Miscarriage can be a very difficult experience to deal with, and it is often a delicate topic. A miscarriage occurs when a baby dies in the womb within the first 20 weeks of pregnancy. Pregnancy loss most often happens during the first trimester or before the 13th week. No woman is exempt from the risk of miscarriage, and it is estimated that up to 15% of pregnancies end in miscarriage.
This high percentage, regardless of how or when it occurs, can be extremely difficult to undergo. A miscarriage is the loss of life within the womb, and for women who have experienced infertility or “repeat miscarriages,” this can be devastating. Women and their partners may face the fear of never having a healthy, successful pregnancy.
Causes of Miscarriage
The first step your physician will want to take is determining the cause of your miscarriage. There are multiple reasons why a woman is unable to carry a baby to term. Many miscarriages within the first trimester occur because of abnormalities with the fetus. Sometimes the woman’s body “knows” that the fetus is not viable, and a spontaneous miscarriage occurs. Other miscarriages and repeat miscarriages are caused by chromosomal abnormalities, uterine and cervical issues, or infections. Tests can be performed after a miscarriage to determine the exact cause. These include blood tests, chromosome tests, hormone tests, physical examination of the uterus, ultrasound, and x-rays. It is also widely accepted that other risk factors for miscarriage include women being over 35, women who smoke or consume alcohol, obesity, uterine trauma, and autoimmune disorders.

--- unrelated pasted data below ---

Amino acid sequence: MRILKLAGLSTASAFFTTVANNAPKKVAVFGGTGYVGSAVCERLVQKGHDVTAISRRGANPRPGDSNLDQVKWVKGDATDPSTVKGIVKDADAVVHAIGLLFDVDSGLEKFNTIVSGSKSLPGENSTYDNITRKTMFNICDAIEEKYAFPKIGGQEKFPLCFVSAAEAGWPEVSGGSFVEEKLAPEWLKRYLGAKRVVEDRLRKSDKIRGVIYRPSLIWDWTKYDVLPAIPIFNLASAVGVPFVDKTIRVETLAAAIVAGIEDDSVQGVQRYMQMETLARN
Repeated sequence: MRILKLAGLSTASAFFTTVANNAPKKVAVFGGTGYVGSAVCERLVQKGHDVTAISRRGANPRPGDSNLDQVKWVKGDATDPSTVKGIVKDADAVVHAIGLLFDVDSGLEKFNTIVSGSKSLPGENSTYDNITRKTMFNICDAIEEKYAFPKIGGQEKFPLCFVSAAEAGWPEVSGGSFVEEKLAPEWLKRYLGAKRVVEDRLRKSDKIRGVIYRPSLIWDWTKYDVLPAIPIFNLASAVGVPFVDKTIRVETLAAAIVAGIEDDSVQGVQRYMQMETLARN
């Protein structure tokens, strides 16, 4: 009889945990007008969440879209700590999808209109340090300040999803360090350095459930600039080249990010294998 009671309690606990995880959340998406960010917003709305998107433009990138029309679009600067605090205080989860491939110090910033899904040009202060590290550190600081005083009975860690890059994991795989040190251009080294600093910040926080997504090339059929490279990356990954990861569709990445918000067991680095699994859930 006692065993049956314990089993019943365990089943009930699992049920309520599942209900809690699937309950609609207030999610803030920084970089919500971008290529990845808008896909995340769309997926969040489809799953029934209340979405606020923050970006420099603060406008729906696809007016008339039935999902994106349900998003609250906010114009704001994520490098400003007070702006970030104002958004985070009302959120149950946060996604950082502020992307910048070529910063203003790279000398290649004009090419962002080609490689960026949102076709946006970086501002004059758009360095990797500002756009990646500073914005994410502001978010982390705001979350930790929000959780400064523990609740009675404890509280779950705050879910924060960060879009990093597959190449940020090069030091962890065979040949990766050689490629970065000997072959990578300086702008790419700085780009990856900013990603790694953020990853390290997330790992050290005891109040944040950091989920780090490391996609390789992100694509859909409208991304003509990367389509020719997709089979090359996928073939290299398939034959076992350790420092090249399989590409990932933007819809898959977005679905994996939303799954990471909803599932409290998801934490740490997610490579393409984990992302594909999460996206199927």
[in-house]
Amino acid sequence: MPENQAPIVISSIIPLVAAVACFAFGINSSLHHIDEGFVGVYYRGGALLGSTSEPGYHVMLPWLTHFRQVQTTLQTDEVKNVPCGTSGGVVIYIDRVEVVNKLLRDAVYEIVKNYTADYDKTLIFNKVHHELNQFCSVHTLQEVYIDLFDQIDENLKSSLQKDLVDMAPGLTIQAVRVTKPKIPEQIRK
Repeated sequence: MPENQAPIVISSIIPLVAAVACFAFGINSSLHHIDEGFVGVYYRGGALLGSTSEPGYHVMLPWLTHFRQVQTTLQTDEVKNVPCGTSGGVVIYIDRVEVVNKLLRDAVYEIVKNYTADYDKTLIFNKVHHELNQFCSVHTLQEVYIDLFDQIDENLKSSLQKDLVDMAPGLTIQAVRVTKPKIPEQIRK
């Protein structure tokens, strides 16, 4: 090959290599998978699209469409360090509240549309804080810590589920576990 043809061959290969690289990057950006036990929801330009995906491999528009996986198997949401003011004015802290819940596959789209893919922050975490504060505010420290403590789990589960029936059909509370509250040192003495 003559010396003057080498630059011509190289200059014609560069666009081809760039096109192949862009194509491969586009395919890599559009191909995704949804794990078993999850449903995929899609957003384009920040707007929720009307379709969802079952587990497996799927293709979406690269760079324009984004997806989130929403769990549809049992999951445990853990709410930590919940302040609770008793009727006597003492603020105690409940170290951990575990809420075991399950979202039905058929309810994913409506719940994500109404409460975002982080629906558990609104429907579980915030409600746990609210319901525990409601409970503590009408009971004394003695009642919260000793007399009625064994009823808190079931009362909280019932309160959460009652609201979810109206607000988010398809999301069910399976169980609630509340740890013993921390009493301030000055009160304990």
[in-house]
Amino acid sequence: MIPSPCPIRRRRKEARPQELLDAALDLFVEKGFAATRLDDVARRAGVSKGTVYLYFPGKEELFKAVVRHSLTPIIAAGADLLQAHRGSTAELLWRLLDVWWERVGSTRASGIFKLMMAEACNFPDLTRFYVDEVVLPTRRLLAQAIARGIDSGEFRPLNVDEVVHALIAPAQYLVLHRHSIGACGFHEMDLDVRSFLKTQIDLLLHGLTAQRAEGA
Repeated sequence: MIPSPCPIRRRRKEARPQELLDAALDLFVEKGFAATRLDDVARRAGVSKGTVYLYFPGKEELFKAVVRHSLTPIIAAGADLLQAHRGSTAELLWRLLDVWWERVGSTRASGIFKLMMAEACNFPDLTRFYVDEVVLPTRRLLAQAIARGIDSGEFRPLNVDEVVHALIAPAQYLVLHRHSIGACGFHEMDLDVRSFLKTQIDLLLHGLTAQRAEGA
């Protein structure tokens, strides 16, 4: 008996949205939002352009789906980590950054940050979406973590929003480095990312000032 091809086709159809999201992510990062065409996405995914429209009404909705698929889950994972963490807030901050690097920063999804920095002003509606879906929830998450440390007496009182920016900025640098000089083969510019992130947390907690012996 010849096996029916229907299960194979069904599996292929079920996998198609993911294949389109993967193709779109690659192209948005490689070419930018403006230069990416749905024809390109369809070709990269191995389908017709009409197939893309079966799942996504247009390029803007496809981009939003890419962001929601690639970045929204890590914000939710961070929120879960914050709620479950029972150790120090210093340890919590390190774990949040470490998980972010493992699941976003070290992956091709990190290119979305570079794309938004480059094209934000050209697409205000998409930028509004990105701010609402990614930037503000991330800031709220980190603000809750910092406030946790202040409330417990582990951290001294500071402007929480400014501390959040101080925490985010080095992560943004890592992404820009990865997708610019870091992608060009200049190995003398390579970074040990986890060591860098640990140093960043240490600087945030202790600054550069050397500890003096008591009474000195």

Recovery from Miscarriage
Recovery from a miscarriage includes both physical and emotional healing. In most cases, physical recovery is complete within one month, and periods generally return after 4-6 weeks. Pregnancy hormones remain in the bloodstream for up to 2 months, so the body may not fully return to normal for up to 8 or 9 weeks.
The emotional impact of a miscarriage may last must longer. It is crucial to allow yourself to experience the various stages of grief to occur. The loss of a baby can be devastating, and it is important to find emotional support during this time. While it is common for women to want to know how soon they can start trying to conceive again, you will want to speak with your physician.
Signs of Miscarriage?
If you are pregnant and experience spotting, pain, cramping, or bleeding, seek medical evaluation as soon as possible. While these symptoms do not always indicate a miscarriage, we always want to err on the side of caution. At Marietta OB-GYN Affiliates, P.A., we are committed to mixing excellent medical care with sensitivity and compassion. We offer top-ranked prenatal services, including care for women with repeat miscarriages or high-risk pregnancies.